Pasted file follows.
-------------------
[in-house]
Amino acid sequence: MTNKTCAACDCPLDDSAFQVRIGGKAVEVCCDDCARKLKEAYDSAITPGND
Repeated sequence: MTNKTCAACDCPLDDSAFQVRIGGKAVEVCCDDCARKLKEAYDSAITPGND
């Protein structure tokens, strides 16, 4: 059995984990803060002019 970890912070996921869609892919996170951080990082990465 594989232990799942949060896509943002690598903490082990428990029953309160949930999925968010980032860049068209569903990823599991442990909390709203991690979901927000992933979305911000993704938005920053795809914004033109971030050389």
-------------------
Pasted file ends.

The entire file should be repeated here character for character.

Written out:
[in-house]
Amino acid sequence: MTNKTCAACDCPLDDSAFQVRIGGKAVEVCCDDCARKLKEAYDSAITPGND
Repeated sequence: MTNKTCAACDCPLDDSAFQVRIGGKAVEVCCDDCARKLKEAYDSAITPGND
């Protein structure tokens, strides 16, 4: 059995984990803060002019 970890912070996921869609892919996170951080990082990465 594989232990799942949060896509943002690598903490082990428990029953309160949930999925968010980032860049068209569903990823599991442990909390709203991690979901927000992933979305911000993704938005920053795809914004033109971030050389």